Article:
PRINCE2 is a recognised best practice methodology for delivering projects successfully. At first glance when you have had a chance to dig into the PRINCE2 manual, it might seem as if you are going to be stuck with a heavy-handed approach to managing projects. In fact, the very opposite is true.

PRINCE2 provides a light touch for projects that require it. The key is to tailor your approach for each project. In reality PRINCE2 provides for just two types of control. These are:

  1. Event driven controls – predicated on something occurring such as an end of project report
  2. Time driven controls – based on pre-agreed times within the plan such as reporting every Monday at 4pm
How to Control Your Project using PRINCE2

The controls structure very much follows the principle of Manage by Exception which is at the heart of the methodology. Managing by exception means that the project manager does not need to report every little issue to the project board (directors or steering committee) but has delegated authority to deal with them and only needs to report on serious issues.

Also, PRINCE2 dictates that in fact the project manager does not need to meet the project board regularly but should send the reports via email and should only meet the project board in an exception situation.

Of course, the project manager can seek advice from the project board as necessary. One of the designated activities of the project board within a PRINCE2 project is to ‘give adhoc direction’ to the project manager.

So when PRINCE2 is fully understood, it becomes clear that it is a very lightweight touch when applied properly.

Also feeding into the Manage by Exception principle is the PRINCE2 project team structure. PRINCE2 identifies three levels of management with the project. Typically: directing – managing – delivery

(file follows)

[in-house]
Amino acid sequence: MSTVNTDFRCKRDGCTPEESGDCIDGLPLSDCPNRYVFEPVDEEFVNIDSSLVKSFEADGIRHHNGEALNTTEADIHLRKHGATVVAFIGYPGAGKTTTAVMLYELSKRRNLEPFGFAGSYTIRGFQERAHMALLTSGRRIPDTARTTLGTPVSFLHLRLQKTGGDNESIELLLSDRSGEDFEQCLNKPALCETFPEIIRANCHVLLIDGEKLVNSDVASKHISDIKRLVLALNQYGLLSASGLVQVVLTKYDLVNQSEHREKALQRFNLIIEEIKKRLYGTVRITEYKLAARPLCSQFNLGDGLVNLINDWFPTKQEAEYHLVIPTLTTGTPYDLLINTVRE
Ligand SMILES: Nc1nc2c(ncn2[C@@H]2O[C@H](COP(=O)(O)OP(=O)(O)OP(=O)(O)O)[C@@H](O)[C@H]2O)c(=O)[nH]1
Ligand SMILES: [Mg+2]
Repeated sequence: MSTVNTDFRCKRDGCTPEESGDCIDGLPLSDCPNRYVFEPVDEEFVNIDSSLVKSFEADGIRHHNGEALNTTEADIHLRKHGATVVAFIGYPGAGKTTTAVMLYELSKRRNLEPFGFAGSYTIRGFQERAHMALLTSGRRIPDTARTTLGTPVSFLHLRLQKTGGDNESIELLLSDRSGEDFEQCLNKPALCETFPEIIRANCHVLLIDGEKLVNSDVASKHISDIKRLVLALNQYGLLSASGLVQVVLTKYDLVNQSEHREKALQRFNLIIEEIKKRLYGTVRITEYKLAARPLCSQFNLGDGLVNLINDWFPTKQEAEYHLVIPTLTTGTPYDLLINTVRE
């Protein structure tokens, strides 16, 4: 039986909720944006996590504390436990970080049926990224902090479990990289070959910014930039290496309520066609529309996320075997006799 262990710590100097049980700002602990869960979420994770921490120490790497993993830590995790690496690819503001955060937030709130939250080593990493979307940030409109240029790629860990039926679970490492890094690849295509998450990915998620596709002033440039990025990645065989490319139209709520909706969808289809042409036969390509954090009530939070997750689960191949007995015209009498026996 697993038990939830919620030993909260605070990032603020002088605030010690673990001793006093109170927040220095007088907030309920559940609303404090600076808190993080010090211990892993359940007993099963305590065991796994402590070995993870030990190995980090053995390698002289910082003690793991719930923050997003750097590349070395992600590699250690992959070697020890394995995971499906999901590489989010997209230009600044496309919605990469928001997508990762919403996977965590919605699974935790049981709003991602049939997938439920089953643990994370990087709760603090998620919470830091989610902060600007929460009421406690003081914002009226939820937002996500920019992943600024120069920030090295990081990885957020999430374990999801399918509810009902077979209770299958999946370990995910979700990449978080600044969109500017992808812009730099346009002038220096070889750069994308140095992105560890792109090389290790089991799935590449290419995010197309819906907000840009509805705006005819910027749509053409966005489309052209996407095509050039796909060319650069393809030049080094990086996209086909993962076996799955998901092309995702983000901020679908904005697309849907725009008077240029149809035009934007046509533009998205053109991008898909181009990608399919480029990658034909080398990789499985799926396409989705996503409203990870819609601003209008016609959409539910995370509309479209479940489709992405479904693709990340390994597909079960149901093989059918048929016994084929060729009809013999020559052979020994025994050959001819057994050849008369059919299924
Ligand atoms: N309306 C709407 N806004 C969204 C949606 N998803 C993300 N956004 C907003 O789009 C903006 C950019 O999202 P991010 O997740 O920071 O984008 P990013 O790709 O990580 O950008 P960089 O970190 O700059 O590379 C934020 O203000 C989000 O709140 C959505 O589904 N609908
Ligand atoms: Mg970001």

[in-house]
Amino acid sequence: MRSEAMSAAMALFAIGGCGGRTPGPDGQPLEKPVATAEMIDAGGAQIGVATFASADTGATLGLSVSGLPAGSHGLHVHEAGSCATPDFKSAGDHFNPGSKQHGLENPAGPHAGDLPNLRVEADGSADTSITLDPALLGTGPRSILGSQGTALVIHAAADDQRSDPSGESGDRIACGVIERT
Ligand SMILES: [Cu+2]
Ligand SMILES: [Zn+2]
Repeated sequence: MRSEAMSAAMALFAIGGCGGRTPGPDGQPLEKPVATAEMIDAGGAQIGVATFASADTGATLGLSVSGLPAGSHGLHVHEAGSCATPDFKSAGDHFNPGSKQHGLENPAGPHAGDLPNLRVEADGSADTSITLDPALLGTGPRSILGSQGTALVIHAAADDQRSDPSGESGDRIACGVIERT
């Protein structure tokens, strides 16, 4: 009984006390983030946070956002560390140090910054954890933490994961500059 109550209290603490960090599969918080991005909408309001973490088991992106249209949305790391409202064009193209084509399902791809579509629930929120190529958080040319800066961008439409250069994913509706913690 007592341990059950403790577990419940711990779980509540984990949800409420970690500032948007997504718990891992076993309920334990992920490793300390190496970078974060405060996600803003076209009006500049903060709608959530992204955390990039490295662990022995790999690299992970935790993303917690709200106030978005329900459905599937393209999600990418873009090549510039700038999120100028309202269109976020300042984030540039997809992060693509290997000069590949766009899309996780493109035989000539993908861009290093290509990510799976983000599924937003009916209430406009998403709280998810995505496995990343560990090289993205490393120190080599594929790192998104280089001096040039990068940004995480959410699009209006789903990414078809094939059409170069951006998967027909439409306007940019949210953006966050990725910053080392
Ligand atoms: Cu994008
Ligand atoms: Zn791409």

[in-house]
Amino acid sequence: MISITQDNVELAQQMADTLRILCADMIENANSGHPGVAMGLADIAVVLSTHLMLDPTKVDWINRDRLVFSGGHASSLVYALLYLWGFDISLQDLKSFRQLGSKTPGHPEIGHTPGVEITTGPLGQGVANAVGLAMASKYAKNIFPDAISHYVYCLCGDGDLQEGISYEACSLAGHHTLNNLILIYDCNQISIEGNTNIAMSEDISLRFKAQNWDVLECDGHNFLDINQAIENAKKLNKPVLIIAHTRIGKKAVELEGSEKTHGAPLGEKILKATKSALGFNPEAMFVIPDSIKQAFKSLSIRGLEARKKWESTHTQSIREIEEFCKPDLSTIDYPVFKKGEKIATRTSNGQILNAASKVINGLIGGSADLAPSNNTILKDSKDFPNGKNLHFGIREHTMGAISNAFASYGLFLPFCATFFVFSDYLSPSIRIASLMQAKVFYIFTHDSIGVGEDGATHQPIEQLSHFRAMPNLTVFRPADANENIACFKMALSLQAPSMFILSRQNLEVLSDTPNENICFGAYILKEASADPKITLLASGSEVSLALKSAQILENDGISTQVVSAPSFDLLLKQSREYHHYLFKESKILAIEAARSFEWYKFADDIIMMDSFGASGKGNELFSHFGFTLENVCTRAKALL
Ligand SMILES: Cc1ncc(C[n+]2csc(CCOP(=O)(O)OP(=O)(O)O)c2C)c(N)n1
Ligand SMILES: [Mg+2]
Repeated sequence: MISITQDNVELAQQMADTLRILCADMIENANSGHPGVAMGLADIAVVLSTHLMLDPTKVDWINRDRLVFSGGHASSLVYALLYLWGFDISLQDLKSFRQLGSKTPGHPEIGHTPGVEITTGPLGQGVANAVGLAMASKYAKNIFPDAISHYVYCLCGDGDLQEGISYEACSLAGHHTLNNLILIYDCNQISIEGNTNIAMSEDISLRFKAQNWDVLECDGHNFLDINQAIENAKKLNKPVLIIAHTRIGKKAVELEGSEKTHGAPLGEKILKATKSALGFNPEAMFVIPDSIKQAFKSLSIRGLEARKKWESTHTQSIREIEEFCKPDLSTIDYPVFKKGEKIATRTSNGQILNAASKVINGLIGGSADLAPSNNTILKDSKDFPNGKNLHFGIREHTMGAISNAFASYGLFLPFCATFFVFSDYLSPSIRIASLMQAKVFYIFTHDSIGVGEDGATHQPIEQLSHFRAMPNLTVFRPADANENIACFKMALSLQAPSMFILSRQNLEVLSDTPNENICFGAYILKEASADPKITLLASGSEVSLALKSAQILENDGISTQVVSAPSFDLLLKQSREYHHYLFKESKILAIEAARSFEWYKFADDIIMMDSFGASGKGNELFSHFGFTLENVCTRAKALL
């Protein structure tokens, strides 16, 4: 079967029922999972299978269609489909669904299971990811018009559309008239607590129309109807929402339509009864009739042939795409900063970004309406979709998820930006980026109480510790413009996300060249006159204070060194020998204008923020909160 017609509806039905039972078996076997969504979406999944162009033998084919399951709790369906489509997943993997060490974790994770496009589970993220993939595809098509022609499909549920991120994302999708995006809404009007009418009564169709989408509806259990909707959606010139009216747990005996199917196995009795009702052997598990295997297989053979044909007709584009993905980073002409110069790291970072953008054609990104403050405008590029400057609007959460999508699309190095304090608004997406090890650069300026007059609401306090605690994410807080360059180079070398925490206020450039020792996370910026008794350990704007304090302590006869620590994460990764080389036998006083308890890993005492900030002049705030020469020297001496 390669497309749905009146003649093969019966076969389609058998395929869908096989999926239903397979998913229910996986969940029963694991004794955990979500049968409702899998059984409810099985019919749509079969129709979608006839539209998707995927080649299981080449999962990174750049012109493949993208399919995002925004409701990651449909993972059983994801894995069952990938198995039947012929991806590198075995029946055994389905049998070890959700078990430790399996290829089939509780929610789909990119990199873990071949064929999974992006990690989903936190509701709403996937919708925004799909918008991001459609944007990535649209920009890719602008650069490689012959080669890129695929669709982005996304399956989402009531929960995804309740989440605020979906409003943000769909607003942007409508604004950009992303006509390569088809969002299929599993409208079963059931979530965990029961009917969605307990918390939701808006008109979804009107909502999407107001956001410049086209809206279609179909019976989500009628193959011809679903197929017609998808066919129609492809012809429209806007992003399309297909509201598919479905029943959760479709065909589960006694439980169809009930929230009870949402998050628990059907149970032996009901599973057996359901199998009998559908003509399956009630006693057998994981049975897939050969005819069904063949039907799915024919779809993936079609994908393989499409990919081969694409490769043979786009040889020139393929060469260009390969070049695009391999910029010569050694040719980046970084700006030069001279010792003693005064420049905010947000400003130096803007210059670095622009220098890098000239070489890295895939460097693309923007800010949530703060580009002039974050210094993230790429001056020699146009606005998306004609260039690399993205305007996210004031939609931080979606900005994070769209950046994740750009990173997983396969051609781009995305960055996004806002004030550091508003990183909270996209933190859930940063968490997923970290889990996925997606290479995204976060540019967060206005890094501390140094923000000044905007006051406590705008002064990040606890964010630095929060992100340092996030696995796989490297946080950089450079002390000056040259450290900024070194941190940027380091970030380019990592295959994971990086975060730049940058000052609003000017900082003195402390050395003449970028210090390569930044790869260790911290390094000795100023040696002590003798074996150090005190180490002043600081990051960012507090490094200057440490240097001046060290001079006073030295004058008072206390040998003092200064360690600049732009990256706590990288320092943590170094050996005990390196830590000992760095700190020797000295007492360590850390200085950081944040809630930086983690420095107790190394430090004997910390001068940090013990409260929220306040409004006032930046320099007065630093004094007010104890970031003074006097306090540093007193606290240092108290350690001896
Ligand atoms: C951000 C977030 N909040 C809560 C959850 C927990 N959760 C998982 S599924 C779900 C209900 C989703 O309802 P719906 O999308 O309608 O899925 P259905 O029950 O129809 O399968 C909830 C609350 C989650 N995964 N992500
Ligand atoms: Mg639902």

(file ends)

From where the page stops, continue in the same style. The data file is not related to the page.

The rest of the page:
Let us consider a simple example.

We are involved in a small project to upgrade some business processes within a department. The schedule is two months long and is dived into two stages and the team have thrashed out the plan. Let us assume the project has little complexity but the project sponsor likes to have regular updates, however the project is not of high importance. What might our controls look like?

  1. Time driven controls
  • Project Manager to Project Sponsor = once a week timed on Friday at 4pm
  • Team to Project Manager = once a week timed on Thursday at 9am
  1. Event driven controls
  • An end stage report at the end of month one from the project manager to project sponsor
  • An end project report on completion
  • Issue reports between the team, project manager and project sponsor as required
  • An exception report from the project manager to the project sponsor as required

With PRINCE2 it is important that you tailor your project methodology to suit your situation. Tailoring largely impacts your project controls. If you don’t tailor your project, it may lead to overkill governance or too little project control.

Controls are central to project management. There is little point in producing an elaborate plan if you are not going to use it as the basis for controlling the project. PRINCE2 has robust guidance for tailoring your controls in all chapters and has a dedicated chapter with tips and examples on how to tailor for any type of or any size project, giving the project manager the best guidance for controlling their projects.